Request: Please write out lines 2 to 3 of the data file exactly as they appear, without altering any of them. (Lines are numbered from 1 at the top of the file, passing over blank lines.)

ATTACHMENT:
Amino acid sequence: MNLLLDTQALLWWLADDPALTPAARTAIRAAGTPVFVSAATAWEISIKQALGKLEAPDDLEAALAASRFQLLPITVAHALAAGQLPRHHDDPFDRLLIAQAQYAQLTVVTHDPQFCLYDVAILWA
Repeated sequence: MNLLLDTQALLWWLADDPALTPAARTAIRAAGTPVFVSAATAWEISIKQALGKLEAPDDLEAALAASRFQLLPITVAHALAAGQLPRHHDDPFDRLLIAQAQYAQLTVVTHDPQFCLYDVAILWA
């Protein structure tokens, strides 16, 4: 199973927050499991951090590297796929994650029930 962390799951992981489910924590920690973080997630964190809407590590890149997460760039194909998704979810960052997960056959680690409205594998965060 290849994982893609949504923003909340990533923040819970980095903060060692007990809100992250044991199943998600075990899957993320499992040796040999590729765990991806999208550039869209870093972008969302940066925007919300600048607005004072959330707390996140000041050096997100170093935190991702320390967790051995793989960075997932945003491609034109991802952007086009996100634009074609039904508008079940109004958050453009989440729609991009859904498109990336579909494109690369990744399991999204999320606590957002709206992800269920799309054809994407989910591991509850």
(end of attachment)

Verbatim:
Repeated sequence: MNLLLDTQALLWWLADDPALTPAARTAIRAAGTPVFVSAATAWEISIKQALGKLEAPDDLEAALAASRFQLLPITVAHALAAGQLPRHHDDPFDRLLIAQAQYAQLTVVTHDPQFCLYDVAILWA
């Protein structure tokens, strides 16, 4: 199973927050499991951090590297796929994650029930 962390799951992981489910924590920690973080997630964190809407590590890149997460760039194909998704979810960052997960056959680690409205594998965060 290849994982893609949504923003909340990533923040819970980095903060060692007990809100992250044991199943998600075990899957993320499992040796040999590729765990991806999208550039869209870093972008969302940066925007919300600048607005004072959330707390996140000041050096997100170093935190991702320390967790051995793989960075997932945003491609034109991802952007086009996100634009074609039904508008079940109004958050453009989440729609991009859904498109990336579909494109690369990744399991999204999320606590957002709206992800269920799309054809994407989910591991509850």